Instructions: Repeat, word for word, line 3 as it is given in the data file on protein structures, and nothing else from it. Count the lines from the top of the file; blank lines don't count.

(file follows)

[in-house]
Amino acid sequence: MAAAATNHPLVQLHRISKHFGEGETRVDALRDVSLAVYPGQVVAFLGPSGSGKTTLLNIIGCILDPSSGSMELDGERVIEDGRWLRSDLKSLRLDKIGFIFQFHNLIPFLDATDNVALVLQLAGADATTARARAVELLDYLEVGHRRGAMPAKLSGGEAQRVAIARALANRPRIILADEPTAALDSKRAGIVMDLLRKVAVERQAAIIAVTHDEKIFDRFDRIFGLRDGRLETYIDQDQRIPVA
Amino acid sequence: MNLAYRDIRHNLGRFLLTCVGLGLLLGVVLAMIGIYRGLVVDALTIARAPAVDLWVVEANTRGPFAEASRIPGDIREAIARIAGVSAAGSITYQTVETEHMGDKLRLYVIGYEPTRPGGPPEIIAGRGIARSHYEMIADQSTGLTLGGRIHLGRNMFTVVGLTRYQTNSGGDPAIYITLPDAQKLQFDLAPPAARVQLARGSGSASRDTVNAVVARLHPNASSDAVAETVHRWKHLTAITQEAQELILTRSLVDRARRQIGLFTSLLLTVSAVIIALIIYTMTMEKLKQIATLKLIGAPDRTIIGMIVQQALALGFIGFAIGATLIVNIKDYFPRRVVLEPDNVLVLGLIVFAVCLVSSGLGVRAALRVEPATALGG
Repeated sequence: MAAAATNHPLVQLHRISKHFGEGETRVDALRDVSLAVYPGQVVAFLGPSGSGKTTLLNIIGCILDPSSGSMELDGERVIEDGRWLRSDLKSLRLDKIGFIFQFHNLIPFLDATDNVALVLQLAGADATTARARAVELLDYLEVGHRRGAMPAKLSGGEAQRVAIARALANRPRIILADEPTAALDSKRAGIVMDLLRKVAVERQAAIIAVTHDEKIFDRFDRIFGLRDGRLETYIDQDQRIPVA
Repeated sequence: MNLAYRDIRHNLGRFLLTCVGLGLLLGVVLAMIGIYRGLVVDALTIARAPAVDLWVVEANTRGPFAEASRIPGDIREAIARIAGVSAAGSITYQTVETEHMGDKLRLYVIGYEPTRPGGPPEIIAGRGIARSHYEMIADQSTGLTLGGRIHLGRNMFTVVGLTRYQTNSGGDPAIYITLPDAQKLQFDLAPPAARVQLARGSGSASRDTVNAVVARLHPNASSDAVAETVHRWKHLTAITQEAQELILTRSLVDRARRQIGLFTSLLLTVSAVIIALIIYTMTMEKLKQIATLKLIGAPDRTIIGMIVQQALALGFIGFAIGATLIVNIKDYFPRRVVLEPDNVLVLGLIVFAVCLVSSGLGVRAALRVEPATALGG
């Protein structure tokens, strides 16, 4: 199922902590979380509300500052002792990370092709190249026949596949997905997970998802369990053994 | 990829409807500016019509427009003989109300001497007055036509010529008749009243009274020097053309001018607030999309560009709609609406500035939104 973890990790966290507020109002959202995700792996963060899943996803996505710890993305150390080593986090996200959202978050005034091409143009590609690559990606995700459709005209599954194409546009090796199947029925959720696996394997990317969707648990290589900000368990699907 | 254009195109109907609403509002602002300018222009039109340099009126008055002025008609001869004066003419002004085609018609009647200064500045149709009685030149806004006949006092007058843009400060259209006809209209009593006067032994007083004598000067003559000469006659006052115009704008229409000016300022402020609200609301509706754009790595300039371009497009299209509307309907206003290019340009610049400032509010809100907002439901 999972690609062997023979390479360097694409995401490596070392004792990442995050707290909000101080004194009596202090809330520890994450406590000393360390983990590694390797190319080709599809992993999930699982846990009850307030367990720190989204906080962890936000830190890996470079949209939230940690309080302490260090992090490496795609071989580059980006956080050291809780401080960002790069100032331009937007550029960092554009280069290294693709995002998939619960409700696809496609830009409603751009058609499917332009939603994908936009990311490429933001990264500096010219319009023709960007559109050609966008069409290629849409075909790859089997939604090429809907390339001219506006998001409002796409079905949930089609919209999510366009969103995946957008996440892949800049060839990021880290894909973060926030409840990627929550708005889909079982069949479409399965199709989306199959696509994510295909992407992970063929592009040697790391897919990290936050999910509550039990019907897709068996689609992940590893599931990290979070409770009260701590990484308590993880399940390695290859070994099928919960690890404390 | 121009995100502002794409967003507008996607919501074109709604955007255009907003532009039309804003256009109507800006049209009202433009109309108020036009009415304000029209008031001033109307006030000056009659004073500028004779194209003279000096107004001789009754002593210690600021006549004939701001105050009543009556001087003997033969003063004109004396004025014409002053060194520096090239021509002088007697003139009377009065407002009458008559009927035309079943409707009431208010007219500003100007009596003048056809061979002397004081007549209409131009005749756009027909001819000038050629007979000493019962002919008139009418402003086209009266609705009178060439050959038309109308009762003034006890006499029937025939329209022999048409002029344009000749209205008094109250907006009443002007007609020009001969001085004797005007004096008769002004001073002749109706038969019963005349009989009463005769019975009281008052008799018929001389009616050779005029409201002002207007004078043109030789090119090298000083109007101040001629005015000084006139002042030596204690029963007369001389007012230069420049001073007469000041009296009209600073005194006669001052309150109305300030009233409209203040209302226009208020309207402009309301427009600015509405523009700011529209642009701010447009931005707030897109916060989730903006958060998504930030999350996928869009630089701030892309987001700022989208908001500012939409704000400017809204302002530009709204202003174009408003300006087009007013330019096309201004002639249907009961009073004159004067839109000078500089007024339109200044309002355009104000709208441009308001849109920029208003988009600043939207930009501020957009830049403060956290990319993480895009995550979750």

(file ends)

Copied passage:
Amino acid sequence: MNLAYRDIRHNLGRFLLTCVGLGLLLGVVLAMIGIYRGLVVDALTIARAPAVDLWVVEANTRGPFAEASRIPGDIREAIARIAGVSAAGSITYQTVETEHMGDKLRLYVIGYEPTRPGGPPEIIAGRGIARSHYEMIADQSTGLTLGGRIHLGRNMFTVVGLTRYQTNSGGDPAIYITLPDAQKLQFDLAPPAARVQLARGSGSASRDTVNAVVARLHPNASSDAVAETVHRWKHLTAITQEAQELILTRSLVDRARRQIGLFTSLLLTVSAVIIALIIYTMTMEKLKQIATLKLIGAPDRTIIGMIVQQALALGFIGFAIGATLIVNIKDYFPRRVVLEPDNVLVLGLIVFAVCLVSSGLGVRAALRVEPATALGG